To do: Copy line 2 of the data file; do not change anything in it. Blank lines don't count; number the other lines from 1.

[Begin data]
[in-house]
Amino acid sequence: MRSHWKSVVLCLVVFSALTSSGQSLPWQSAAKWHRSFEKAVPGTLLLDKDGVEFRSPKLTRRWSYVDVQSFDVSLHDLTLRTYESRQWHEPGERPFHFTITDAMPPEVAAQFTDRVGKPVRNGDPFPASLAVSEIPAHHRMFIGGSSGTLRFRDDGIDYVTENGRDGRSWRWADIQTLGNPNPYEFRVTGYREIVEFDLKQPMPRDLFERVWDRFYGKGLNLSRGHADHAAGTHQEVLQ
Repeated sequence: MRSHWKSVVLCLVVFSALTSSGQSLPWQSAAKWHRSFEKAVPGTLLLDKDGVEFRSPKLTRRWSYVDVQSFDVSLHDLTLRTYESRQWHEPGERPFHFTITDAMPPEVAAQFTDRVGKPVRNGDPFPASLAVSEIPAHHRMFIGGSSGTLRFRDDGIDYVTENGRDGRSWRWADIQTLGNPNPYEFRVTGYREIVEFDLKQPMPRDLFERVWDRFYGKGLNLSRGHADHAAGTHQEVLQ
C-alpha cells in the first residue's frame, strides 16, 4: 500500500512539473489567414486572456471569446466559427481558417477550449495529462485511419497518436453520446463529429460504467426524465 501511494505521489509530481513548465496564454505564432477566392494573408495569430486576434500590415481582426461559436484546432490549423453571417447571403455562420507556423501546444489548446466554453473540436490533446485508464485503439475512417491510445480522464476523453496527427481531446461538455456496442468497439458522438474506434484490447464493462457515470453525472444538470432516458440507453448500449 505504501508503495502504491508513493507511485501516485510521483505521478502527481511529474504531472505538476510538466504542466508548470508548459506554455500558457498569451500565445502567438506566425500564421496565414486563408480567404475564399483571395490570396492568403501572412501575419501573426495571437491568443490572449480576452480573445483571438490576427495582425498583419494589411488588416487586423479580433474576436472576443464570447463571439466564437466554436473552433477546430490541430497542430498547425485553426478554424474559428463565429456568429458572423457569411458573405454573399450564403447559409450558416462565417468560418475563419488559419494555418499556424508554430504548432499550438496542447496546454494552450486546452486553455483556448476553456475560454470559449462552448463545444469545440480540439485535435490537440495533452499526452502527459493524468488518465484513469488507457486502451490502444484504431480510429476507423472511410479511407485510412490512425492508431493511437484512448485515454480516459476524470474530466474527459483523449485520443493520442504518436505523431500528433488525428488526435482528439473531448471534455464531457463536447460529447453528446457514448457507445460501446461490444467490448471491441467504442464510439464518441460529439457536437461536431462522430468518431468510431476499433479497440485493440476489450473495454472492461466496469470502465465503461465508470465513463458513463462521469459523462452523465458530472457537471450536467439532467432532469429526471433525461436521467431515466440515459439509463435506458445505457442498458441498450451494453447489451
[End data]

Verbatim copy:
Amino acid sequence: MRSHWKSVVLCLVVFSALTSSGQSLPWQSAAKWHRSFEKAVPGTLLLDKDGVEFRSPKLTRRWSYVDVQSFDVSLHDLTLRTYESRQWHEPGERPFHFTITDAMPPEVAAQFTDRVGKPVRNGDPFPASLAVSEIPAHHRMFIGGSSGTLRFRDDGIDYVTENGRDGRSWRWADIQTLGNPNPYEFRVTGYREIVEFDLKQPMPRDLFERVWDRFYGKGLNLSRGHADHAAGTHQEVLQ